LAKE SELIGER Russia (Reuters) - President Vladimir Putin said on Friday Russia’s armed forces, backed by its nuclear arsenal, were ready to meet any aggression, declaring at a pro-Kremlin youth camp that foreign states should understand: “It’s best not to mess with us.”
Putin told the assembly, on the banks of a lake near Moscow, the Russian takeover of Crimea in March was essential to save a largely Russian-speaking population from Ukrainian government violence. He said continued fighting in eastern Ukraine, where pro-Russian separatists launched an uprising in April, was the result of a refusal by Kiev to negotiate.
Ukraine, and Western governments, accuse Russia of sending troops and armor to back the separatists in a conflict that has already killed over 2,000 people. Russia denies the charge.
“Russia is far from being involved in any large-scale conflicts,” he said at the camp on the banks of Lake Seliger. “We don’t want that and don’t plan on it. But naturally, we should always be ready to repel any aggression towards Russia.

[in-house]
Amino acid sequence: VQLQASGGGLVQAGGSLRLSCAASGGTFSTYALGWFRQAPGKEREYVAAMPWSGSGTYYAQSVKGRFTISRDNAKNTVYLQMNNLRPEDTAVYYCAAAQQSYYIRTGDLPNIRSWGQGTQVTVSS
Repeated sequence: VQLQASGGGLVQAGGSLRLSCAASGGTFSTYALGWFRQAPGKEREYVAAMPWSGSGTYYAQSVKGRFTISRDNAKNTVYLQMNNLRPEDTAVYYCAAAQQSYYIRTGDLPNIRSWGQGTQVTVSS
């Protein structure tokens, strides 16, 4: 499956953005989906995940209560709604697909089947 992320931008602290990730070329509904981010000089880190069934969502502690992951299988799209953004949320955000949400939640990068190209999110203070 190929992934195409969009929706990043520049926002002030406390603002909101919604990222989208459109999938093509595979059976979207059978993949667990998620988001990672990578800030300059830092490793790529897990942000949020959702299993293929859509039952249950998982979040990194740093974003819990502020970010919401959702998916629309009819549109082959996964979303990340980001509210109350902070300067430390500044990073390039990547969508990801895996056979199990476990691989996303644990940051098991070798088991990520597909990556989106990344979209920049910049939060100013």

“Russia’s partners... should understand it’s best not to mess with us,” said Putin, dressed casually in a grey sweater and light blue jeans.
“Thank God, I think no one is thinking of unleashing a large-scale conflict with Russia. I want to remind you that Russia is one of the leading nuclear powers.”
Putin spoke easily with the students, many of whom looked to be asking scripted questions about demography and history. Other times he accepted gifts or, smilingly, played down their praise.
When a student said that she had not heard a single negative comment about Putin’s presidency from camp speakers, he responded with a grin that “objectivity” was important.
His tone darkened when speaking on Ukraine, blaming the United States and the European Union for the “unconstitutional” removal of Kiev’s former Moscow-backed president Viktor Yanukovich and replacement with a pro-European government.
He said eastern Ukraine did not agree with Yanukovich’s removal and was now subjected to “crude military force” from government planes, tanks and artillery.
“If those are contemporary European values, then I’m simply disappointed in the highest degree,” he said, comparing Ukraine’s military operations in the east of the country with the Nazi siege of Leningrad in World War Two.
“Small villages and large cities surrounded by the Ukrainian army which is directly hitting residential areas with the aim of destroying the infrastructure... It sadly reminds me of the events of the Second World War, when German fascist... occupiers surrounded our cities.”
Reporting by Alexei Anishchuk, Writing by Thomas Grove; editing by Ralph Boulton